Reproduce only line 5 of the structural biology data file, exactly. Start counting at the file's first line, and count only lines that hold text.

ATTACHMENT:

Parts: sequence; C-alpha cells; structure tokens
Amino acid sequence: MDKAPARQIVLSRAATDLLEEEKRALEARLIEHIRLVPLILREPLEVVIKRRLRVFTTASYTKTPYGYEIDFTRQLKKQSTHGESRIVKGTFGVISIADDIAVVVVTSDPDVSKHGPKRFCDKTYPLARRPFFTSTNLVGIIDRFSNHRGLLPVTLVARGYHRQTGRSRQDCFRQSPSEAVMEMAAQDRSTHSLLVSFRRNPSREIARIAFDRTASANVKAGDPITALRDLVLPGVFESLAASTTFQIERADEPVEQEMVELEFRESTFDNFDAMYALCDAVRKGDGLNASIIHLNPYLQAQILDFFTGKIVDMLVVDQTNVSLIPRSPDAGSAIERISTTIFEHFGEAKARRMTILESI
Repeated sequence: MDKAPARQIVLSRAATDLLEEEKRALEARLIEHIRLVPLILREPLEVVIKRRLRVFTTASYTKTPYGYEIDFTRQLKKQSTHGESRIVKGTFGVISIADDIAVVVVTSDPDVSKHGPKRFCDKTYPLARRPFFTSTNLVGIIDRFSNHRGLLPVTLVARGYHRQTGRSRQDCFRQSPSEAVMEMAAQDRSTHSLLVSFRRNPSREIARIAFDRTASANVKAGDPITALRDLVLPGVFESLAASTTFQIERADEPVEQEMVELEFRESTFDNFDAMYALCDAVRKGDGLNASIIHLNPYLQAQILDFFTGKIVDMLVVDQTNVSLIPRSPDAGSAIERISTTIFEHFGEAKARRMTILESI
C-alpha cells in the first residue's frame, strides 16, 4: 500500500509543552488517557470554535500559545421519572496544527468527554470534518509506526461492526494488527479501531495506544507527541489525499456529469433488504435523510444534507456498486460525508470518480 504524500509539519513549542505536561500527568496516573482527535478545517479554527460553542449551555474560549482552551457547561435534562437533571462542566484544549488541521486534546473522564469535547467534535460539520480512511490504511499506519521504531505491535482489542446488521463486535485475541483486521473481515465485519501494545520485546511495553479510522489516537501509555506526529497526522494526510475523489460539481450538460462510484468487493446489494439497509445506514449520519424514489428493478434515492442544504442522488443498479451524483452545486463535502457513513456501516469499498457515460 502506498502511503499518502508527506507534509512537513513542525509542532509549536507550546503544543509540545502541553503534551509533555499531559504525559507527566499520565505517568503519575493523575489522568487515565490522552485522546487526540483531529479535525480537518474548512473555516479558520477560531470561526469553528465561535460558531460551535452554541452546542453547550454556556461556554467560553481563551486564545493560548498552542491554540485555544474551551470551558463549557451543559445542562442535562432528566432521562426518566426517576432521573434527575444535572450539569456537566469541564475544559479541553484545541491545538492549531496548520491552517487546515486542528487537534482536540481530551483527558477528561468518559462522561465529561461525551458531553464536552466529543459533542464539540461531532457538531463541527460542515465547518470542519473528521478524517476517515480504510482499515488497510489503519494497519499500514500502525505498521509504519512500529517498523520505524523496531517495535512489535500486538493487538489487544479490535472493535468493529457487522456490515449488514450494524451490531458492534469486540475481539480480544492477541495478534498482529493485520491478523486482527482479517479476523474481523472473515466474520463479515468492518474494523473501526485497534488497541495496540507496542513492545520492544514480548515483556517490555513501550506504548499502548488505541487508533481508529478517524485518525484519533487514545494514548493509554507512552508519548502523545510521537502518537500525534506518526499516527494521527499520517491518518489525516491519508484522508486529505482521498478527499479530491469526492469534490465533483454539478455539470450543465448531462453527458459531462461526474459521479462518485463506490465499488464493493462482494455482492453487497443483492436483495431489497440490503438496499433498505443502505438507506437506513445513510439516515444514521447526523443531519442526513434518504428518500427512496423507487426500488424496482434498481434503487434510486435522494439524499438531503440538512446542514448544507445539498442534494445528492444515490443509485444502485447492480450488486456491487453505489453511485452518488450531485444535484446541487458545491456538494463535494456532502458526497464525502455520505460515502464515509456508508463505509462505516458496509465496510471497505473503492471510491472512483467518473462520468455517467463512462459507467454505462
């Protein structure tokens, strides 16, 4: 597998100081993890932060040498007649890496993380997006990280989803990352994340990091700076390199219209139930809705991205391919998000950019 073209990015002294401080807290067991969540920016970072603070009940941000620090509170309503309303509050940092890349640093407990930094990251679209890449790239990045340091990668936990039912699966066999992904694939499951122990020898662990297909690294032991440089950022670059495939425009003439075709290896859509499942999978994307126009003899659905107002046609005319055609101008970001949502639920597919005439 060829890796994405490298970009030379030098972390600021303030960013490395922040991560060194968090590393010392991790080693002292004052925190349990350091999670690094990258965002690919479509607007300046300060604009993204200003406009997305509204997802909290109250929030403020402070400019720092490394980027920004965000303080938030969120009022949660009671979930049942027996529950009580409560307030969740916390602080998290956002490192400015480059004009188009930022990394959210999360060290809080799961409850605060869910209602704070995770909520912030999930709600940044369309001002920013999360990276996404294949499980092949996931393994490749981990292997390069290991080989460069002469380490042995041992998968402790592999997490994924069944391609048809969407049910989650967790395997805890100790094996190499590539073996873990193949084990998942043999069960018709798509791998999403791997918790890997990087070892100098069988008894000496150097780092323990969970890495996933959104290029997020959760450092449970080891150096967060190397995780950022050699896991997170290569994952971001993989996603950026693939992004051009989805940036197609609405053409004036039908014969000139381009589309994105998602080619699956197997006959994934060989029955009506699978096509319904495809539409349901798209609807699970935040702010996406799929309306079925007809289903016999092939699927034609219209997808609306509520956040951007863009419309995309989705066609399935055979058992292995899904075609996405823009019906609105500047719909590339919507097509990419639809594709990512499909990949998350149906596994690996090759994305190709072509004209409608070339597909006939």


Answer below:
């Protein structure tokens, strides 16, 4: 597998100081993890932060040498007649890496993380997006990280989803990352994340990091700076390199219209139930809705991205391919998000950019 073209990015002294401080807290067991969540920016970072603070009940941000620090509170309503309303509050940092890349640093407990930094990251679209890449790239990045340091990668936990039912699966066999992904694939499951122990020898662990297909690294032991440089950022670059495939425009003439075709290896859509499942999978994307126009003899659905107002046609005319055609101008970001949502639920597919005439 060829890796994405490298970009030379030098972390600021303030960013490395922040991560060194968090590393010392991790080693002292004052925190349990350091999670690094990258965002690919479509607007300046300060604009993204200003406009997305509204997802909290109250929030403020402070400019720092490394980027920004965000303080938030969120009022949660009671979930049942027996529950009580409560307030969740916390602080998290956002490192400015480059004009188009930022990394959210999360060290809080799961409850605060869910209602704070995770909520912030999930709600940044369309001002920013999360990276996404294949499980092949996931393994490749981990292997390069290991080989460069002469380490042995041992998968402790592999997490994924069944391609048809969407049910989650967790395997805890100790094996190499590539073996873990193949084990998942043999069960018709798509791998999403791997918790890997990087070892100098069988008894000496150097780092323990969970890495996933959104290029997020959760450092449970080891150096967060190397995780950022050699896991997170290569994952971001993989996603950026693939992004051009989805940036197609609405053409004036039908014969000139381009589309994105998602080619699956197997006959994934060989029955009506699978096509319904495809539409349901798209609807699970935040702010996406799929309306079925007809289903016999092939699927034609219209997808609306509520956040951007863009419309995309989705066609399935055979058992292995899904075609996405823009019906609105500047719909590339919507097509990419639809594709990512499909990949998350149906596994690996090759994305190709072509004209409608070339597909006939």